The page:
I don’t think disposable needles and pre-loaded syringes are what’s driving up healthcare costs. And the risks of using non-disposable – soon to be bio hazard – equipment is too high.

    Cheers

    Seth: What about recyclable needles? In any case, I urge you to watch Amy Baxter’s talk and see if there are good reasons — besides profitability — for requiring her invention to be recyclable. It costs a lot more than a needle.

  4. “I just took my dog to the local pet store for a by-annual shot”

    Keeping with the spirit of Seth’s post, your dog doesn’t need by-annual shots. Do YOU need any bi-annual shots? Then why should your dog?

    It used to be annual shots for dogs, because that’s how vets made their money. Yes, at the expense of their canine patients’ health, because over-vaccination is a cause of many canine ailments.

    Now there’s a three-year protocol for pets that will eventually lead to even longer intervals.

    http://drjeandoddspethealthresource.tumblr.com/post/34024828409/dodds-canine-vaccination-protocol-2012

  5. oximeter: if that’s what I think it is, the NHS method involves a clip-on device which is cleaned with an antiseptic swab – before your very eyes – before it grips your fingertip. If only the doctors cleaned their fingers as regularly.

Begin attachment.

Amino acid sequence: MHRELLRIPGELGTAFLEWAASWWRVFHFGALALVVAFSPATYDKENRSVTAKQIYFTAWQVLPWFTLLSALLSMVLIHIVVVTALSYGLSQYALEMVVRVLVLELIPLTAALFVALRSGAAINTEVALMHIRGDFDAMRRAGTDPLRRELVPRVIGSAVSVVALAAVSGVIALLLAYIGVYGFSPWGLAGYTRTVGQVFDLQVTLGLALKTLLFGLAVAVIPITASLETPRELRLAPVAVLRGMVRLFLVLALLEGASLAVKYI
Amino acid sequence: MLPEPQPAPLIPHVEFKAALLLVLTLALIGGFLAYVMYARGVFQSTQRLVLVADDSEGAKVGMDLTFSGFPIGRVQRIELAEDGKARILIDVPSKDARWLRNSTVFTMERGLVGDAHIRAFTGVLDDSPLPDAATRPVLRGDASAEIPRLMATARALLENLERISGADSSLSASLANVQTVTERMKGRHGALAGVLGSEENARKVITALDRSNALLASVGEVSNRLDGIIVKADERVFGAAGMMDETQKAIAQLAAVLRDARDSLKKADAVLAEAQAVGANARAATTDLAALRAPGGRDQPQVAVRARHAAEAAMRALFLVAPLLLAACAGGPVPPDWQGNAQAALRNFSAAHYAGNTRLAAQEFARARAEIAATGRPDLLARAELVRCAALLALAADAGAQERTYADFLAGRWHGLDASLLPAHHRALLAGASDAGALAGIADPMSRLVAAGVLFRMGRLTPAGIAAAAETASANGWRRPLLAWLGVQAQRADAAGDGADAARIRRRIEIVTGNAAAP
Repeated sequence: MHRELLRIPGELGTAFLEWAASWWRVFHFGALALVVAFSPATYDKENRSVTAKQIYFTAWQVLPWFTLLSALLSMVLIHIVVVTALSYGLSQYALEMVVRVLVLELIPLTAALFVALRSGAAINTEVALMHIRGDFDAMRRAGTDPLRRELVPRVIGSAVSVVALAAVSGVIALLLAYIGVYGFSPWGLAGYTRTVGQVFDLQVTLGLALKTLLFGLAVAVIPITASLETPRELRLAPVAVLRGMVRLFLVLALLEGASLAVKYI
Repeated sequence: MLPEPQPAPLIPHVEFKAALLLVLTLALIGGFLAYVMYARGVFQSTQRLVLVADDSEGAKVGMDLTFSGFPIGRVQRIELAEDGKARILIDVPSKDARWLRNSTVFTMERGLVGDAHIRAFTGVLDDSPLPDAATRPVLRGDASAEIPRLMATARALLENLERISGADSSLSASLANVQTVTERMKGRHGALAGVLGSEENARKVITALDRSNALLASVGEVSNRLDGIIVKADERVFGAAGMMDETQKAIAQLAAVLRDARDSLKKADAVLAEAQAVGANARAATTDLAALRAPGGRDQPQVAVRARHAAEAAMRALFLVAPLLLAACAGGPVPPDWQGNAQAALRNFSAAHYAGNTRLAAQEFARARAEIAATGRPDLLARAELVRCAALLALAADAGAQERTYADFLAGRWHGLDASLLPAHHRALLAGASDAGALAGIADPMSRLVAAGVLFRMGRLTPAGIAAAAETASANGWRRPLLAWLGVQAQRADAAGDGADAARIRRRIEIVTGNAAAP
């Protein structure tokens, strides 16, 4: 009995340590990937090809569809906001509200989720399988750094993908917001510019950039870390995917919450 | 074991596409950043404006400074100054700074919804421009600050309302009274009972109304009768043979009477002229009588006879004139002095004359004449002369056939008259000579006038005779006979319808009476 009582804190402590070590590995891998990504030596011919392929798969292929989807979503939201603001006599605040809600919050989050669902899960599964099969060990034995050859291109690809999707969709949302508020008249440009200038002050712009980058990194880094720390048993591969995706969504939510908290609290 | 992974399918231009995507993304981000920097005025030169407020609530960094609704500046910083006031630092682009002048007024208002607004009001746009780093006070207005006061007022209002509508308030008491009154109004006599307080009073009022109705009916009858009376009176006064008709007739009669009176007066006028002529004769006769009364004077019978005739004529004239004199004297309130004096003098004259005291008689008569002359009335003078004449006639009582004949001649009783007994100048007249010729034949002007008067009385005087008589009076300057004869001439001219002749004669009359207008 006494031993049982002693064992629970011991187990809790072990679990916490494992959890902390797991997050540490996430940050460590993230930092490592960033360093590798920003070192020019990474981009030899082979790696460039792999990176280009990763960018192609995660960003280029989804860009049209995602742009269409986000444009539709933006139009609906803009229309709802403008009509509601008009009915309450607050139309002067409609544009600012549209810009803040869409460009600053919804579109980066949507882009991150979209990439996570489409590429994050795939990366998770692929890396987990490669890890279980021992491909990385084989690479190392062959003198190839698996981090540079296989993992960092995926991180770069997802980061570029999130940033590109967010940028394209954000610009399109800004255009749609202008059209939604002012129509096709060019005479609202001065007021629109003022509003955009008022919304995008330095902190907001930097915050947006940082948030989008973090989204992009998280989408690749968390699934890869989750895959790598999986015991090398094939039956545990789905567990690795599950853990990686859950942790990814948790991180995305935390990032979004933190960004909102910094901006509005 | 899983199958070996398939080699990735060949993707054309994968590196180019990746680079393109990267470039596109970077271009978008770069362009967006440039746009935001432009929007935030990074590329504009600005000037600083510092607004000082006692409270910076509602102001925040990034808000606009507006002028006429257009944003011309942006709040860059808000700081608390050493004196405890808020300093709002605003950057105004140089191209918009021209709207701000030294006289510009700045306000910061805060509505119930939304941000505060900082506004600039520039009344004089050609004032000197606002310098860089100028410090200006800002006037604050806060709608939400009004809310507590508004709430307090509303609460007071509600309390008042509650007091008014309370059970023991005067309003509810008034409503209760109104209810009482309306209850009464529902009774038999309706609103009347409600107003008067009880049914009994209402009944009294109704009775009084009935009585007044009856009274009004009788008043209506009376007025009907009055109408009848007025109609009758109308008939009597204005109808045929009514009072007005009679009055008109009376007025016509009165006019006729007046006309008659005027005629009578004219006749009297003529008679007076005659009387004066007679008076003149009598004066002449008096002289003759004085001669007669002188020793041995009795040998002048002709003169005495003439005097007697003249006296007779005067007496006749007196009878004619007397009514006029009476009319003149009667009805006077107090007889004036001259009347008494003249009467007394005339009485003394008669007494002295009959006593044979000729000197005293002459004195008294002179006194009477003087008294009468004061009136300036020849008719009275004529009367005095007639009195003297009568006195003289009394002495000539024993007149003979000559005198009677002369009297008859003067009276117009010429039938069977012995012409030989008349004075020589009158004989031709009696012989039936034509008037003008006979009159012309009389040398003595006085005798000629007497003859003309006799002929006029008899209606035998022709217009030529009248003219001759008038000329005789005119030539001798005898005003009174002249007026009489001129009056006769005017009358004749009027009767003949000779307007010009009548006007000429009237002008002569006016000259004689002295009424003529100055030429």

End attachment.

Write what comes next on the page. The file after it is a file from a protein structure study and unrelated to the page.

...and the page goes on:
Seth: yes, Amy Baxter’s device could be cleaned that way. Yet somehow that was unacceptable.

  6. I’m a little leery of so quickly dismissing these as waste. There may be good engineering reasons (e.g., redundancy) for having two batteries, and that rationale may not have made it to the doctor in question.

    As for a reusable device somehow involved with injections, as others say, you have to consider the risk that the item will not be properly cleaned. I give blood somewhat regularly, and am frequently surprised at how many errors the nurses/phlebotimists make in their sterile procedures. In the computer field, we often know that rebooting or reinstalling computers is a good way to clear out entropy (viruses and other baddies). There’s a lot to be said for “rebooting” anything involved with injections by just using a new one.

  7. P.S. If you have any thought that Americans (at least) are any good at following safety procedures, five minutes on any freeway should disabuse you of that notion…

  8. Disposable needles reduce the risk of overdose and disease, and reusable needles generally have larger diameters, and get dull, which adds to discomfort. Disposable flu shot needles are now as thin as insulin needles. I don’t trust sterilization to get a used syringe clean. It has more in it than medicine, if they pull back on the plunger to be sure they aren’t in a vein.

    Premeasured, there’s less chance of the wrong dose, less chance of bottle contamination, and less chance of distraction causing a doctor to accidentally re-use a needle. That happened on a live TV demo of flu shots, the doctor accidentally refilled a used syringe. With disposables, empty means dirty. Plus, once you’ve broken the seal on a bottle, you have issues with shelf life and temperature control.

    A major concern of accidental needle sticks is hepatitis, the odds are extremely high. The odds are worse for injection vs. needle stick.

    I bet the dog vaccine was for kennel cough. Nose drops last a year, but dogs hate them. Shot only lasts 6 months.

  9. Not sure why everyone’s perseverating on needles. They weren’t mentioned in the post.

    Disposable needles aren’t where the fraud is.

    Seth: I agree, they are not where the fraud is.